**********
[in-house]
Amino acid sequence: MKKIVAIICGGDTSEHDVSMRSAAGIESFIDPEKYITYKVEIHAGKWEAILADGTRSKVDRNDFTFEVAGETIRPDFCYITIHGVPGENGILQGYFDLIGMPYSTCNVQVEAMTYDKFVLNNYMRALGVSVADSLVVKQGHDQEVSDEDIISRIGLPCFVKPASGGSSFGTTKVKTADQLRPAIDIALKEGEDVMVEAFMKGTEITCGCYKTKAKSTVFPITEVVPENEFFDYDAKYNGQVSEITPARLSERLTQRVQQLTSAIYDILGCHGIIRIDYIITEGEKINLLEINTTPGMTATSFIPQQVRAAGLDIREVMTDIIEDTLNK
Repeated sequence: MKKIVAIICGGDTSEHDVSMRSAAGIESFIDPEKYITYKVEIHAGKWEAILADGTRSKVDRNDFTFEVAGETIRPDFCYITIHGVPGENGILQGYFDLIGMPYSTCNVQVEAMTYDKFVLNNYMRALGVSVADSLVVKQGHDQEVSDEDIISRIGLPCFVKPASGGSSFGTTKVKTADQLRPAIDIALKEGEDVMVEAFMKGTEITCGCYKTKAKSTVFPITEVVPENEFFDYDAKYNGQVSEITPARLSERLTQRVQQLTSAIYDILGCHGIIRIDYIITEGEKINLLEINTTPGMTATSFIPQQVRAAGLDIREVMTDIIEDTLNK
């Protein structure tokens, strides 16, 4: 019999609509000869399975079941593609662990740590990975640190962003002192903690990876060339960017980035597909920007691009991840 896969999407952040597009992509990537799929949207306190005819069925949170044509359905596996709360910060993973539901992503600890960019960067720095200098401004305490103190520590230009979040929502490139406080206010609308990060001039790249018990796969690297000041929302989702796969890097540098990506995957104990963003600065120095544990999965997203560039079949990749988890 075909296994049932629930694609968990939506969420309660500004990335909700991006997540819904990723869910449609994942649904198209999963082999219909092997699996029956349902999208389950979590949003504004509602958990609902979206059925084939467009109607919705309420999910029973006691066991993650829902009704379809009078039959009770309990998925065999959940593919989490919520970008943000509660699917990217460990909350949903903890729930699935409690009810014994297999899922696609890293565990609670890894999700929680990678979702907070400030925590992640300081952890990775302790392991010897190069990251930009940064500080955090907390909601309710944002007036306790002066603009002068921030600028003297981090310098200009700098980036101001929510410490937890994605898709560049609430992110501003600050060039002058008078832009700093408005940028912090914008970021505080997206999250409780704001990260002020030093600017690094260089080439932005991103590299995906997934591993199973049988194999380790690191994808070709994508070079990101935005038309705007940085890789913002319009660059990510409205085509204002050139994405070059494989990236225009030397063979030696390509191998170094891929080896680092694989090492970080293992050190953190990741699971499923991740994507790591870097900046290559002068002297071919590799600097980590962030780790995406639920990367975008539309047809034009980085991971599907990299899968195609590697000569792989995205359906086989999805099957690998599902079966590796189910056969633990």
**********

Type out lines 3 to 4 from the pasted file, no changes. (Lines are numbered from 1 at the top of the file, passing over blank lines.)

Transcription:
Repeated sequence: MKKIVAIICGGDTSEHDVSMRSAAGIESFIDPEKYITYKVEIHAGKWEAILADGTRSKVDRNDFTFEVAGETIRPDFCYITIHGVPGENGILQGYFDLIGMPYSTCNVQVEAMTYDKFVLNNYMRALGVSVADSLVVKQGHDQEVSDEDIISRIGLPCFVKPASGGSSFGTTKVKTADQLRPAIDIALKEGEDVMVEAFMKGTEITCGCYKTKAKSTVFPITEVVPENEFFDYDAKYNGQVSEITPARLSERLTQRVQQLTSAIYDILGCHGIIRIDYIITEGEKINLLEINTTPGMTATSFIPQQVRAAGLDIREVMTDIIEDTLNK
């Protein structure tokens, strides 16, 4: 019999609509000869399975079941593609662990740590990975640190962003002192903690990876060339960017980035597909920007691009991840 896969999407952040597009992509990537799929949207306190005819069925949170044509359905596996709360910060993973539901992503600890960019960067720095200098401004305490103190520590230009979040929502490139406080206010609308990060001039790249018990796969690297000041929302989702796969890097540098990506995957104990963003600065120095544990999965997203560039079949990749988890 075909296994049932629930694609968990939506969420309660500004990335909700991006997540819904990723869910449609994942649904198209999963082999219909092997699996029956349902999208389950979590949003504004509602958990609902979206059925084939467009109607919705309420999910029973006691066991993650829902009704379809009078039959009770309990998925065999959940593919989490919520970008943000509660699917990217460990909350949903903890729930699935409690009810014994297999899922696609890293565990609670890894999700929680990678979702907070400030925590992640300081952890990775302790392991010897190069990251930009940064500080955090907390909601309710944002007036306790002066603009002068921030600028003297981090310098200009700098980036101001929510410490937890994605898709560049609430992110501003600050060039002058008078832009700093408005940028912090914008970021505080997206999250409780704001990260002020030093600017690094260089080439932005991103590299995906997934591993199973049988194999380790690191994808070709994508070079990101935005038309705007940085890789913002319009660059990510409205085509204002050139994405070059494989990236225009030397063979030696390509191998170094891929080896680092694989090492970080293992050190953190990741699971499923991740994507790591870097900046290559002068002297071919590799600097980590962030780790995406639920990367975008539309047809034009980085991971599907990299899968195609590697000569792989995205359906086989999805099957690998599902079966590796189910056969633990």